Sunday, 5 August 2012

Sage Writing Advice from C.S.Lewis

photo credit, marbledmusings.com

In a 1956 letter to a young fan, C.S. Lewis bestowed some advice to the elementary student about writing. And over fifty years later, his common sense approach to the craft is still inspiring.

1. Always try to use the language so as to make quite clear what you mean and make sure your sentence couldn’t mean anything else.

2. Always prefer the plain direct word to the long, vague one. Don’t implement promises, but keep them.

3. Never use abstract nouns when concrete ones will do. If you mean “More people died” don’t say “Mortality rose.”

4. Don’t use adjectives which merely tell us how you want us to feel about the thing you are describing. I mean, instead of telling us a thing was “terrible,” describe it so that we’ll be terrified. Don’t say it was “delightful”; make us say “delightful” when we’ve read the description. You see, all those words (horrifying, wonderful, hideous, exquisite) are only like saying to your readers, “Please will you do my job for me.”

5. Don’t use words too big for the subject. Don’t say “infinitely” when you mean “very”; otherwise you’ll have no word left when you want to talk about something really infinite.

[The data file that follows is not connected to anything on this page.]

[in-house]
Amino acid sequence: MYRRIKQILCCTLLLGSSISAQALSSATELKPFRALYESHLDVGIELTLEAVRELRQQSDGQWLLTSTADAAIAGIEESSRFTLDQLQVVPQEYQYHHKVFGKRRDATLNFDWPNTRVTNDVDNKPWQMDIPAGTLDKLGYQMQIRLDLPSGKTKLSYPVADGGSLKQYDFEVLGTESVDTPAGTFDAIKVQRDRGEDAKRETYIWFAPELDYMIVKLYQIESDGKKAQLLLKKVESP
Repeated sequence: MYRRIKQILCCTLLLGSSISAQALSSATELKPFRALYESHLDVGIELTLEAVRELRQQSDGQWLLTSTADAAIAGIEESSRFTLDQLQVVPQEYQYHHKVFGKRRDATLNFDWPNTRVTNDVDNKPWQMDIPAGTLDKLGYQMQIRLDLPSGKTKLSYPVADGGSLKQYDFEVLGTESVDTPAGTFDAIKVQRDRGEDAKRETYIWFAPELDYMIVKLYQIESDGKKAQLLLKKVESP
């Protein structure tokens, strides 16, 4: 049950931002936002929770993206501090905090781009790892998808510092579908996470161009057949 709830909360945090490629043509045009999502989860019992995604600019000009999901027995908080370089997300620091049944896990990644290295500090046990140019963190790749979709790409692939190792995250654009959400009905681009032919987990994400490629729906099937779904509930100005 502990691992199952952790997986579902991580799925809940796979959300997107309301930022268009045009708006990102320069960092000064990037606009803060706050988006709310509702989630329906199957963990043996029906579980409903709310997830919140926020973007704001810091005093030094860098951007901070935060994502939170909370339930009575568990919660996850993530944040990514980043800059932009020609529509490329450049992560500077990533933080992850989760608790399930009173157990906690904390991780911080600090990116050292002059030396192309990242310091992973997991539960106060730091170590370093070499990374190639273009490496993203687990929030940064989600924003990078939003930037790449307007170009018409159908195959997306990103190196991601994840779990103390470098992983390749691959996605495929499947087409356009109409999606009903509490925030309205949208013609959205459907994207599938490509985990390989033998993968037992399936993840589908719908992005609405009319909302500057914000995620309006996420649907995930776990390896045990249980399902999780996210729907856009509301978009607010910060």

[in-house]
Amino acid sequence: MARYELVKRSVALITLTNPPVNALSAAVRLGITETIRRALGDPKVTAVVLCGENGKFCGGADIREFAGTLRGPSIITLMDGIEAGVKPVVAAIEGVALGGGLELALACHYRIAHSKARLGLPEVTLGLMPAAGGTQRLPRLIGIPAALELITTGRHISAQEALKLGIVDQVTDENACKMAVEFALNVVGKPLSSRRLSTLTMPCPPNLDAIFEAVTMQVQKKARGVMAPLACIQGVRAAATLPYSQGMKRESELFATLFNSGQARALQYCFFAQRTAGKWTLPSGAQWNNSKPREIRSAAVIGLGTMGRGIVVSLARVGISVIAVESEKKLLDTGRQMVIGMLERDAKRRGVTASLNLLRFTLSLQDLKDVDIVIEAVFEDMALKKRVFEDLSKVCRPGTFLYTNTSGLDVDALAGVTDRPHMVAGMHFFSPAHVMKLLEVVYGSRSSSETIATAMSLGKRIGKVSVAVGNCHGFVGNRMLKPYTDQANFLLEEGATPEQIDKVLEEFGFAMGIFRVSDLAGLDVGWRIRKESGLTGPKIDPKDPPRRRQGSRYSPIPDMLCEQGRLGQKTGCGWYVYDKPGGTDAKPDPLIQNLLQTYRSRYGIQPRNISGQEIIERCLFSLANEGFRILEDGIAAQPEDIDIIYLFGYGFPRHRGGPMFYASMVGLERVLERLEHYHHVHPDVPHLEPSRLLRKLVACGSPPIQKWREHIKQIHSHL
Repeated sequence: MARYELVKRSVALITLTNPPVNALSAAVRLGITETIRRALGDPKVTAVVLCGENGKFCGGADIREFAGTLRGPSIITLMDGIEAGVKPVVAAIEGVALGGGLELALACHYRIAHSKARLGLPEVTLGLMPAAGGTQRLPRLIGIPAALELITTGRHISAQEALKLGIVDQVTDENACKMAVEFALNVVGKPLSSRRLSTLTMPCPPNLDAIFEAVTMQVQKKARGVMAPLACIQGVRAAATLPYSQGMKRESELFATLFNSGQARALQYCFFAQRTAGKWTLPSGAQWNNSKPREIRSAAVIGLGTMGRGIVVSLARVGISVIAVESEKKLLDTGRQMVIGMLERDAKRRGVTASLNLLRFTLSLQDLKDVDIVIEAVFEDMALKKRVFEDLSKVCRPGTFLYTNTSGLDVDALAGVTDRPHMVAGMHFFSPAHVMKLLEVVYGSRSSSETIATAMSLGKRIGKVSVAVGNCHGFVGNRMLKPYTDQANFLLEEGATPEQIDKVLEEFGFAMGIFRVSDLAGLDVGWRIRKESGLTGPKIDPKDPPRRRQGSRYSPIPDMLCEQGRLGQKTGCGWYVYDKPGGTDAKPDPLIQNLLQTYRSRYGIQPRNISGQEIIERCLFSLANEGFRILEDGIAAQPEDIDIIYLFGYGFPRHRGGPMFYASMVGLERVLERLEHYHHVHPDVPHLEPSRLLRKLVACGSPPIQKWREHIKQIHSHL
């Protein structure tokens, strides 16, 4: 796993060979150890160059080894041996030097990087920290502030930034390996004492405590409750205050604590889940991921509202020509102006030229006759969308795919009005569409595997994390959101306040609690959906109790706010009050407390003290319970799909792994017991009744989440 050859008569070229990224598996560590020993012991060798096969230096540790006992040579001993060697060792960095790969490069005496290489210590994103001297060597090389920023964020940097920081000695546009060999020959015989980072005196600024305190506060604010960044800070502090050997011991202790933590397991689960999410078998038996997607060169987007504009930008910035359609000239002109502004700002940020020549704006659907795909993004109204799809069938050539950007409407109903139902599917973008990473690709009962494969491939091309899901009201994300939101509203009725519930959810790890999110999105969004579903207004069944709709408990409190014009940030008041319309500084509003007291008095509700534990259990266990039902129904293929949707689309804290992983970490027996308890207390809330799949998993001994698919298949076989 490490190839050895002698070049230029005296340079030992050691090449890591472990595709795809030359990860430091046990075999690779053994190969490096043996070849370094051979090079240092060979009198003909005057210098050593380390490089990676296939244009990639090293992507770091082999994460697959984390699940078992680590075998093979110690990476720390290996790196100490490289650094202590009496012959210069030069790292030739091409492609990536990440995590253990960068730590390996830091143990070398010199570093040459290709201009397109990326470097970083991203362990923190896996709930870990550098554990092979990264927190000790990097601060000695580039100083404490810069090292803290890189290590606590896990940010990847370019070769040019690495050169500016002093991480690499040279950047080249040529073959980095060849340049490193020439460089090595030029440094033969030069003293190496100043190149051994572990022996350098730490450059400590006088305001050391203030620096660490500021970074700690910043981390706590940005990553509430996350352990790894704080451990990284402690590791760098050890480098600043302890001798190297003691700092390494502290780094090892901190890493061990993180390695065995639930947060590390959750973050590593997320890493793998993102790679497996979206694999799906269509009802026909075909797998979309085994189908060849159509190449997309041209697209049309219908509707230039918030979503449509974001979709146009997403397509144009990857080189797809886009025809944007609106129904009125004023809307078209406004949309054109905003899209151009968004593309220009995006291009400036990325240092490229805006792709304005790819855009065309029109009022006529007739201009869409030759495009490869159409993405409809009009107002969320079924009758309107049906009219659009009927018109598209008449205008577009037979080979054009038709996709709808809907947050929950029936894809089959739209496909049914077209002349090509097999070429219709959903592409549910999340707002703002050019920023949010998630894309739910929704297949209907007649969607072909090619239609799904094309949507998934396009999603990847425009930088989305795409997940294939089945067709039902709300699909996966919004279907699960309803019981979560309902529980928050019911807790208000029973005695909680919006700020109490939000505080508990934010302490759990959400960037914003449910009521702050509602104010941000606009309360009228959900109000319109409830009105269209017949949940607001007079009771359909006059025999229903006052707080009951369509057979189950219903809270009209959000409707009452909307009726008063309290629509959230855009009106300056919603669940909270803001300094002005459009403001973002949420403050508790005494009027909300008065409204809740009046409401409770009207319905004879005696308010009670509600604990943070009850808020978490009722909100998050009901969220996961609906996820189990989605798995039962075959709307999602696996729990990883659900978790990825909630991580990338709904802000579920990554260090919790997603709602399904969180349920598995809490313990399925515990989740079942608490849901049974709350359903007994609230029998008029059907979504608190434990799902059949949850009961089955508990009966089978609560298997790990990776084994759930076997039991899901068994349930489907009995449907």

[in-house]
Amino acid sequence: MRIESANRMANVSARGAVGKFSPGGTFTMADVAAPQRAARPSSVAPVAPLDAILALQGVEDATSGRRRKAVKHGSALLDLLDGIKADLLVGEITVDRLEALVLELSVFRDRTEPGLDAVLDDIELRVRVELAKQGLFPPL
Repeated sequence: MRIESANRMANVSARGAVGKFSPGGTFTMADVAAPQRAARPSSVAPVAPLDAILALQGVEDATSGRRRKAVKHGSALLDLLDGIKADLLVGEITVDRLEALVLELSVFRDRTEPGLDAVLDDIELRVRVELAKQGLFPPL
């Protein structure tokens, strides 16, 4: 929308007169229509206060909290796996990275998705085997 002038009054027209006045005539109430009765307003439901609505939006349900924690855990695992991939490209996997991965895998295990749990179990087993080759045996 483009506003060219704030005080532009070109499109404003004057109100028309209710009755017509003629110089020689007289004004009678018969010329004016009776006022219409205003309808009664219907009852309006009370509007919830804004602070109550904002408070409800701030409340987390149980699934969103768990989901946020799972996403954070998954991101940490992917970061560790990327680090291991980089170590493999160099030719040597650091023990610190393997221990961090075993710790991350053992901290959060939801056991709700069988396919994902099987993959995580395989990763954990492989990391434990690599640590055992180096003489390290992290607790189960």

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Cheers!

6 comments:

Laila N Mysis said...

I like :) Although sometimes I really do like keeping things ambiguous - I donno, personal pleasure - I'd understand when it comes to just telling a story straight out. Makes sense. And I adore C.S. Lewis ♥

Thanks for sharing ^^

Jeff Hargett said...

Such wonderful advice from such a wonderful storyteller.

Linda Jackson said...

Great advice. Thanks.

Diane Fordham said...

Hi Bethany - I really enjoyed this post, thank you. I look forward to following your blog :-)

Bethany Myers said...

Thanks, Diane and Linda. Good luck with your writing.

Jennee Thompson said...

wise words indeed! listening and following them is another trick itself!

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